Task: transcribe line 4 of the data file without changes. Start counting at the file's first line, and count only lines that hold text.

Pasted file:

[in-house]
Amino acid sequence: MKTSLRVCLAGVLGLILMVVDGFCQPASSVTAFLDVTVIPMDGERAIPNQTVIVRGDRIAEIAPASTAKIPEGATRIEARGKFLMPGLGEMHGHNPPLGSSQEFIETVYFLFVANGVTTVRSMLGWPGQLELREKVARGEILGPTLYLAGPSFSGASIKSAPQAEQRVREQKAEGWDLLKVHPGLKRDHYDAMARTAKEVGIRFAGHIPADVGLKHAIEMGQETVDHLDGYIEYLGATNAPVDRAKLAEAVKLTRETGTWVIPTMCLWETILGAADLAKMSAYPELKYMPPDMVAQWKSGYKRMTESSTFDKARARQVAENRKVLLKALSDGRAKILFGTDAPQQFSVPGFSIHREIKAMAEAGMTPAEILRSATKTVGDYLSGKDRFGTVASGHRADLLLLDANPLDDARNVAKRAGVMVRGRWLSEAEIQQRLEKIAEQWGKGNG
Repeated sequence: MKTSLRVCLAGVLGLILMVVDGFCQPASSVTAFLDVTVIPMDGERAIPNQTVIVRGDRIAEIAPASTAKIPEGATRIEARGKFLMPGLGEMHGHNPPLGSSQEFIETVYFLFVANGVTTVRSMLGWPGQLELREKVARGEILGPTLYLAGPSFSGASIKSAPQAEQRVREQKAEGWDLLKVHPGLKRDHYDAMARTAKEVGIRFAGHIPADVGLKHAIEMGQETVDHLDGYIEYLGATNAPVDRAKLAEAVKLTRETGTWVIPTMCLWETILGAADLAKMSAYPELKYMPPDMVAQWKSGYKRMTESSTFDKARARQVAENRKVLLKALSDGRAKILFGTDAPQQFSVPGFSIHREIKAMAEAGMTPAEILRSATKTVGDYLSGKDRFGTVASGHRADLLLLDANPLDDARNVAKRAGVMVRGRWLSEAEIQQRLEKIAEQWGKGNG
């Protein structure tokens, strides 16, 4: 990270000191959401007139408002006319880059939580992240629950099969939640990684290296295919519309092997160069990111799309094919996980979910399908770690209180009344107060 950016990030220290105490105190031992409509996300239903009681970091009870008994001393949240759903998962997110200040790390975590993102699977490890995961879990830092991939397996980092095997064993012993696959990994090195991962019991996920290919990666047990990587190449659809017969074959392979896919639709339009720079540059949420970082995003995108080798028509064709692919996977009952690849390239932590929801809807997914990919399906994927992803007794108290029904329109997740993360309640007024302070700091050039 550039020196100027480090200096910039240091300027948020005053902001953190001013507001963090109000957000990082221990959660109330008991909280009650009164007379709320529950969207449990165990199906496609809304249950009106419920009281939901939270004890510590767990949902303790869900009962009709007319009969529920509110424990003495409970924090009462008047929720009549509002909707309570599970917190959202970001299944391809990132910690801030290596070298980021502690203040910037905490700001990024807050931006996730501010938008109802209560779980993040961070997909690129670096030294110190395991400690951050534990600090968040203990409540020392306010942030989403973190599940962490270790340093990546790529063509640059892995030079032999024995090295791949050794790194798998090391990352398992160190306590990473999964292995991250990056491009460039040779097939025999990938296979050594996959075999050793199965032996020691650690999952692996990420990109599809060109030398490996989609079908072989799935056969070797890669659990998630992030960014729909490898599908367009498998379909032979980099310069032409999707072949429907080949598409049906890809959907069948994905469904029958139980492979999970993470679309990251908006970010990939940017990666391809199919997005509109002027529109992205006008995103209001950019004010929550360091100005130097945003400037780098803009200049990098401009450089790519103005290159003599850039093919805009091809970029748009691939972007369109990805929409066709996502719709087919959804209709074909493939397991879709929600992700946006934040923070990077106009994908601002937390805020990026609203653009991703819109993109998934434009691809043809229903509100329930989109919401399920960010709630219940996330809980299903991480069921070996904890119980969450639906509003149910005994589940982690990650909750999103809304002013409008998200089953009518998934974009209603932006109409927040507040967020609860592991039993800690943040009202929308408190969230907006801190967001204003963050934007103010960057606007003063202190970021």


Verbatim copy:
């Protein structure tokens, strides 16, 4: 990270000191959401007139408002006319880059939580992240629950099969939640990684290296295919519309092997160069990111799309094919996980979910399908770690209180009344107060 950016990030220290105490105190031992409509996300239903009681970091009870008994001393949240759903998962997110200040790390975590993102699977490890995961879990830092991939397996980092095997064993012993696959990994090195991962019991996920290919990666047990990587190449659809017969074959392979896919639709339009720079540059949420970082995003995108080798028509064709692919996977009952690849390239932590929801809807997914990919399906994927992803007794108290029904329109997740993360309640007024302070700091050039 550039020196100027480090200096910039240091300027948020005053902001953190001013507001963090109000957000990082221990959660109330008991909280009650009164007379709320529950969207449990165990199906496609809304249950009106419920009281939901939270004890510590767990949902303790869900009962009709007319009969529920509110424990003495409970924090009462008047929720009549509002909707309570599970917190959202970001299944391809990132910690801030290596070298980021502690203040910037905490700001990024807050931006996730501010938008109802209560779980993040961070997909690129670096030294110190395991400690951050534990600090968040203990409540020392306010942030989403973190599940962490270790340093990546790529063509640059892995030079032999024995090295791949050794790194798998090391990352398992160190306590990473999964292995991250990056491009460039040779097939025999990938296979050594996959075999050793199965032996020691650690999952692996990420990109599809060109030398490996989609079908072989799935056969070797890669659990998630992030960014729909490898599908367009498998379909032979980099310069032409999707072949429907080949598409049906890809959907069948994905469904029958139980492979999970993470679309990251908006970010990939940017990666391809199919997005509109002027529109992205006008995103209001950019004010929550360091100005130097945003400037780098803009200049990098401009450089790519103005290159003599850039093919805009091809970029748009691939972007369109990805929409066709996502719709087919959804209709074909493939397991879709929600992700946006934040923070990077106009994908601002937390805020990026609203653009991703819109993109998934434009691809043809229903509100329930989109919401399920960010709630219940996330809980299903991480069921070996904890119980969450639906509003149910005994589940982690990650909750999103809304002013409008998200089953009518998934974009209603932006109409927040507040967020609860592991039993800690943040009202929308408190969230907006801190967001204003963050934007103010960057606007003063202190970021």